There are two on-site ticket offices located at the South and North entrances. My recommendation would be to buy a skip-the-line-ticket in advance to save you annoying waiting time. You can get one here. Tickets include access to all accessible areas and any temporary exhibitions.
- Adult rate: €14
- Discounted rate: €11
- Paris Museum Pass: €57
- Paris Sightseeing Pass (Museum Pass included): 124€
An expert tour guide walks you through the history of Hôtel national des Invalides Paris. Skip-the-line entrance included.
A small group tour (max. 8 people) with an expert on French military history. The tour is in English and includes entry to Les Invalides.
From 116€ (varies according to group size)
Free access: available to visitors that meet the following criteria (proof of status required):
- Anyone aged under 18
- EEA (European Economic Area) residents aged under 26
- Disabled visitors and a helper
- Military personnel
- EU jobseekers (with proof less than 6 months old)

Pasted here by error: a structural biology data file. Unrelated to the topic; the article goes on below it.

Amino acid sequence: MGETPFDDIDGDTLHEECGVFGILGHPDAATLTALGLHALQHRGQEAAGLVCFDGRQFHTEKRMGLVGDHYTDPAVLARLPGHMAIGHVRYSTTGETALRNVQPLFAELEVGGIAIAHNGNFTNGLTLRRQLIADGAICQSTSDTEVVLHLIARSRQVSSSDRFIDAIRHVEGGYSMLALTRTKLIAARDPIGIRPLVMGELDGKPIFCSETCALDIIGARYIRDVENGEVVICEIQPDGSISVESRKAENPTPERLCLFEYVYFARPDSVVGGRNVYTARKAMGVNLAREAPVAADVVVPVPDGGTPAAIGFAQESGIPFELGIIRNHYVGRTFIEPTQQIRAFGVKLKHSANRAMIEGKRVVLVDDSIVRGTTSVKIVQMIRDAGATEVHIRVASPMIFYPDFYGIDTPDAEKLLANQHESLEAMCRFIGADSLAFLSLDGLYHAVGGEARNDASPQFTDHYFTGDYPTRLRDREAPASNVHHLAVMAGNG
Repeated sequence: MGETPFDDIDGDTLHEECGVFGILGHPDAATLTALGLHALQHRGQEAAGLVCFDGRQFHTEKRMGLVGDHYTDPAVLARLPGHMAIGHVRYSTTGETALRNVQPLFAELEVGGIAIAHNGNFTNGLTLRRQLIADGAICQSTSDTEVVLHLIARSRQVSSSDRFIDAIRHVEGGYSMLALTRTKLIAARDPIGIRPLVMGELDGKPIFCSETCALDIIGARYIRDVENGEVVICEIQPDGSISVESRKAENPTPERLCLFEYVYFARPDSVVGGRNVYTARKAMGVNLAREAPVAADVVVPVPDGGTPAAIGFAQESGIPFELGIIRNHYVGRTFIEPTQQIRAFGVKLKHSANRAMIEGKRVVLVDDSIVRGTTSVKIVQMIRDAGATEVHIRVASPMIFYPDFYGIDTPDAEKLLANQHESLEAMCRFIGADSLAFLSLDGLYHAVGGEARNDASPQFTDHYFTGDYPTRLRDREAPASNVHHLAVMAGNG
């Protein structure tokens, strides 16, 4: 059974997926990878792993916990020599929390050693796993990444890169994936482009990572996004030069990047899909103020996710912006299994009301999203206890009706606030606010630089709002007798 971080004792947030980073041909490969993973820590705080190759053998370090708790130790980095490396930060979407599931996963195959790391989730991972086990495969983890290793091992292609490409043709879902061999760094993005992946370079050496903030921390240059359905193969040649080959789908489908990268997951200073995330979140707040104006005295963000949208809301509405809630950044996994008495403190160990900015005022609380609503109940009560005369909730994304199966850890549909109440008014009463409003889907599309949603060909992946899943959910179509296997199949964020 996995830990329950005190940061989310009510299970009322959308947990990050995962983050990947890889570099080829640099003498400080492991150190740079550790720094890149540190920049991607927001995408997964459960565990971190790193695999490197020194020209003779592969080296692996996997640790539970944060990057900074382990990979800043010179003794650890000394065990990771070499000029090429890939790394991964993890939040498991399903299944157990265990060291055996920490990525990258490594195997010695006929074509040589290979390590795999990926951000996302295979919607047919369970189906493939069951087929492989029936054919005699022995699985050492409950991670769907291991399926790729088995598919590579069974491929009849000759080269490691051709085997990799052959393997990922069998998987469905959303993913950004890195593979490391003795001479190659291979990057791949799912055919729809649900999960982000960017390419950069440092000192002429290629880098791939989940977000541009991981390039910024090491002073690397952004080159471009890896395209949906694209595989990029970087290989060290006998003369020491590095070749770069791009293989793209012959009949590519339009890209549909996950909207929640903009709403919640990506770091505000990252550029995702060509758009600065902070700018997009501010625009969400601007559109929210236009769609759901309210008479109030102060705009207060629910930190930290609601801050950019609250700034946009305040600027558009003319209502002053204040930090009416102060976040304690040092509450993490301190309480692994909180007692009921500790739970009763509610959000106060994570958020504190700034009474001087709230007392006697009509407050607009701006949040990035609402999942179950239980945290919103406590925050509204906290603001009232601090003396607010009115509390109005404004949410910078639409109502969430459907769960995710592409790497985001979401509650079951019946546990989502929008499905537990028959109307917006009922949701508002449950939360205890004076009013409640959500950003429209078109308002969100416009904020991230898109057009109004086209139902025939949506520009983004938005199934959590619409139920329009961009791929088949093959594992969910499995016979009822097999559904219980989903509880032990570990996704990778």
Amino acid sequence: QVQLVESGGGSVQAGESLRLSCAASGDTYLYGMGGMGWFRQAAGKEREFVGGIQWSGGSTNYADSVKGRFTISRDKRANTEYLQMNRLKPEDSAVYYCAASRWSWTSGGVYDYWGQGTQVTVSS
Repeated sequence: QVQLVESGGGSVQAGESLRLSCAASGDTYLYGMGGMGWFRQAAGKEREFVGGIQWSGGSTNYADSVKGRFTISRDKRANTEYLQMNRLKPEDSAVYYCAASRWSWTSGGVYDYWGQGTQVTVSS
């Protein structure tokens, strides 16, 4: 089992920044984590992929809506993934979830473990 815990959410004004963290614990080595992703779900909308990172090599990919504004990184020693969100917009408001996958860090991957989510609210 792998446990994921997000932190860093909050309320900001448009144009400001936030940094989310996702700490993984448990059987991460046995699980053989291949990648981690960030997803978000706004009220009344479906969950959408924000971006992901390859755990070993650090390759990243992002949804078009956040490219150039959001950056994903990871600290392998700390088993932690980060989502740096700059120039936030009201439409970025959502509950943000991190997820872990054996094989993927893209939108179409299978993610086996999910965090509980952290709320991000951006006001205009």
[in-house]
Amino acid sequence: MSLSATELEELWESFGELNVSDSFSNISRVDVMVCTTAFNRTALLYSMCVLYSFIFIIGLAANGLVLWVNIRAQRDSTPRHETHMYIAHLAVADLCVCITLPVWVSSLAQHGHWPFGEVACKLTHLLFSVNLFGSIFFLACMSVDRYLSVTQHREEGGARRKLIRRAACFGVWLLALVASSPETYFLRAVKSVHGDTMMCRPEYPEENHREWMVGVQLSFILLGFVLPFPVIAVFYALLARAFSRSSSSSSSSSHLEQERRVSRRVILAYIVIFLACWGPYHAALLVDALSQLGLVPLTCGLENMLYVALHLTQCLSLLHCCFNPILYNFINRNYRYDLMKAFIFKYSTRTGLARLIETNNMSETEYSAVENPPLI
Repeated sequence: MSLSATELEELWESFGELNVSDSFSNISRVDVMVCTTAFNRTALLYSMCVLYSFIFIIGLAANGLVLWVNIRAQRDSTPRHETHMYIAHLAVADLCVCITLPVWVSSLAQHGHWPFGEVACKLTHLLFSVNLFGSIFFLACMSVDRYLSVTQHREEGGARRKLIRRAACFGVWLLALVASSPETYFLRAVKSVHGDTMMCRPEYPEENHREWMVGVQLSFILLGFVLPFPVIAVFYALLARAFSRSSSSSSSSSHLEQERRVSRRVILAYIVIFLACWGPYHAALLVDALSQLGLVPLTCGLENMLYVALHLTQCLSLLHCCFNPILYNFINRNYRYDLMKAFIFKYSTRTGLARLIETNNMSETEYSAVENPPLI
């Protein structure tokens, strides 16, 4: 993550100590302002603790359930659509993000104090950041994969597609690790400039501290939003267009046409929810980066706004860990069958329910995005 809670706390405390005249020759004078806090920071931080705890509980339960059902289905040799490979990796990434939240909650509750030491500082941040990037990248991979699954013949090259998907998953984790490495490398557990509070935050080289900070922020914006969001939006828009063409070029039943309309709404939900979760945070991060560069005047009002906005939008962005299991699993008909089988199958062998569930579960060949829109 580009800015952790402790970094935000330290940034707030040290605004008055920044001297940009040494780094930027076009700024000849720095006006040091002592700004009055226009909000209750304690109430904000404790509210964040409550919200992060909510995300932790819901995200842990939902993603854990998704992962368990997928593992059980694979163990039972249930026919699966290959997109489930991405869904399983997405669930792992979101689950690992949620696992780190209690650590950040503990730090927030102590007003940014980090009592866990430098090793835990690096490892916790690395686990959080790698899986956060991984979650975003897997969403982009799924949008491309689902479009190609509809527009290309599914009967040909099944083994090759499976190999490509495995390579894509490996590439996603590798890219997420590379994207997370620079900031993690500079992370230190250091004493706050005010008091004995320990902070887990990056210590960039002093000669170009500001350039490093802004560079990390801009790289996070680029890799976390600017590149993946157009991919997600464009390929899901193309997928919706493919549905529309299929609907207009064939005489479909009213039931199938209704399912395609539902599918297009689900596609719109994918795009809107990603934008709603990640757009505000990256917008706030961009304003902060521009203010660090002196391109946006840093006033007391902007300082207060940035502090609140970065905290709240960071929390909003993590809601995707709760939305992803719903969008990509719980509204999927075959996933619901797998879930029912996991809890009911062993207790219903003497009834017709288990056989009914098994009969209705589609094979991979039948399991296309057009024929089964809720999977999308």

If you plan to speedrun through the major museums of Paris, the Paris Museum Pass might be the ticket for you. Granting access to over 60 museums (including Les Invalides) for 2-6 days, savings can be made if you pack in enough destinations.
Is Les Invalides worth it?
Curious minds and history enthusiasts will love exploring one of the leading army museums in Europe. If history doesn’t interest you, the tomb of Napoleon Bonaparte sitting under the magnificent Dôme des Invalides is a breathtaking sight. Considering how much there is to see in this vast complex, especially the huge number of military exhibits dating back to antiquity, Les Invalides offers great value for the entry price.
Les Invalides Highlights
The baroque royal chapel was built to impress: a stunning painted ceiling, extraordinary amounts of gold leaf, and a dominating skyline presence. 107 meters tall, it remains the tallest church in Paris. Planned as a burial place for Bourbon monarchs, it eventually became a private chapel for the king.